Built on the development of Chap. 4, in this chapter we consider the stabilization of linear MIMO systems subject to uncertain delays. Based on tangential Nevanlinna–Pick interpolation, we develop in a similar spirit bounding sets in the delay parameter space, in which a MIMO delay plant can be stabilized by a single LTI controller. Estimates on the variation ranges of multiple delays are obtained by solving LMI problems, and further, by computing the radius of delay variations. Both the lower and upper bounds are derived. Analytical bounds show that the directions of the plant unstable poles and nonminimum phase zeros play important roles in restricting the range for stabilizability.

Jing Zhu, Tian Qi, Dan Ma, Jie Chen

Chapter 8. Stabilization of Networked Delay Systems

In this chapter, weNCSMean-square stabilizabilityMean-square stability study the stabilizationSmall-gain theoremmean-square small-gain theoremStochastic uncertainty of networked feedback systems in the presence of stochastic uncertainties and time delays. We model the stochastic uncertainty as a random process in a multiplicative form, and we assess the stability of system based on mean-square criteria. Based on the mean-square small-gain theorem, Theorem 2.5, we develop fundamental conditions of mean-square stabilizability, which ensure that an open-loop unstable system can be stabilized by output feedback. For SISO systems, a general, explicit stabilizability condition is obtained. This condition, both necessary and sufficient, provides a fundamental limit imposed by the system’s unstable poles, nonminimum phase zeros, and time delay. This condition answers to the question: What is the exact largest range of delay such that there exists an output feedback controller mean-square stabilizing all plants under a stochastic multiplicative uncertainty for delays within that range? For MIMO systems, we provide a solution for minimum phase systems possibly containing time delays, in the form of a generalized eigenvalue problem. Limiting cases are also showing how the directions of unstable poles may affect mean-square stabilizability of MIMO minimum phase systems.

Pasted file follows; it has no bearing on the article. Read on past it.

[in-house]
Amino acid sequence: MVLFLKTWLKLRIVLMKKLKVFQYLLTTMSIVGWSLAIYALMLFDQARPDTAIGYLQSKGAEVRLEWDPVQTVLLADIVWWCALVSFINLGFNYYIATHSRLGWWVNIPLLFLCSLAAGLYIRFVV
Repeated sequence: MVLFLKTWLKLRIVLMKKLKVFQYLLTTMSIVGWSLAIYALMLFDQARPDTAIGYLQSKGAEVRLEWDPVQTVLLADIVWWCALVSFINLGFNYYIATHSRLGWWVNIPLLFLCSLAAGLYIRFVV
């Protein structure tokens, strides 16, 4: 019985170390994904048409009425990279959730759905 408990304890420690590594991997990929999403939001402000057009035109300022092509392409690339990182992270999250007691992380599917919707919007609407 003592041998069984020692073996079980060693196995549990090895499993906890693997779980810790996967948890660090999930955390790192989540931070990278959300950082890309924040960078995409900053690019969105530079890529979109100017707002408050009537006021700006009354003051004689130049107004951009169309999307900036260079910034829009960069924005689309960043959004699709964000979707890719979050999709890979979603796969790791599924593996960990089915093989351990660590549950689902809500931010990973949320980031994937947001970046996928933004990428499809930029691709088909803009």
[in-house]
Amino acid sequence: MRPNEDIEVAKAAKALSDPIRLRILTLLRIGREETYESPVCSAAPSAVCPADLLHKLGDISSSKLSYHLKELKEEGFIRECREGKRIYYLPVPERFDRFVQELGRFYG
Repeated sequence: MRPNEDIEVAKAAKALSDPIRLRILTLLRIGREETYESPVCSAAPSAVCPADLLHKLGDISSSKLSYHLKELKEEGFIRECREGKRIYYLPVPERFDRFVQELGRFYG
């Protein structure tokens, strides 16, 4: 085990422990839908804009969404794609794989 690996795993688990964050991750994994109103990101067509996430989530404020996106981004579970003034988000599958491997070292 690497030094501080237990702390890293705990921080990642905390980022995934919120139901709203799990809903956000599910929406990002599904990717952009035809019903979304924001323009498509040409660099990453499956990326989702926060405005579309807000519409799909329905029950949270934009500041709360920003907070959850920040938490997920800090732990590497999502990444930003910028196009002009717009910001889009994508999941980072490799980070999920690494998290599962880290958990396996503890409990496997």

Jing Zhu, Tian Qi, Dan Ma, Jie Chen

Chapter 9. Consensus of Multi-agent Systems Under Delay

This chapter concerns the consensus problem for continuous-time multi-agent systems (MAS). The network topology is assumed to be fixed, which can be undirected and directed. We assume that the agents’ input is subject to a constant, albeit possibly unknown time delay, and is generated by a distributed dynamic output feedback control protocol. Drawing upon concepts and techniques from robust control theory, notably those concerning gain margin and gain-phase margin optimizations and analytic interpolation, we derive explicit, closed-form conditions for general linear agents to achieve consensus. The results display an explicit dependence of the consensus conditions on the delay value as well as on the agent’s unstable poles and nonminimum phase zeros, showing that delayed communication between agents will generally hinder consensus and impose restrictions on the network topology. We also show that a lower bound on the maximal delay allowable for consensus can be computed by a simple line search method.

Jing Zhu, Tian Qi, Dan Ma, Jie Chen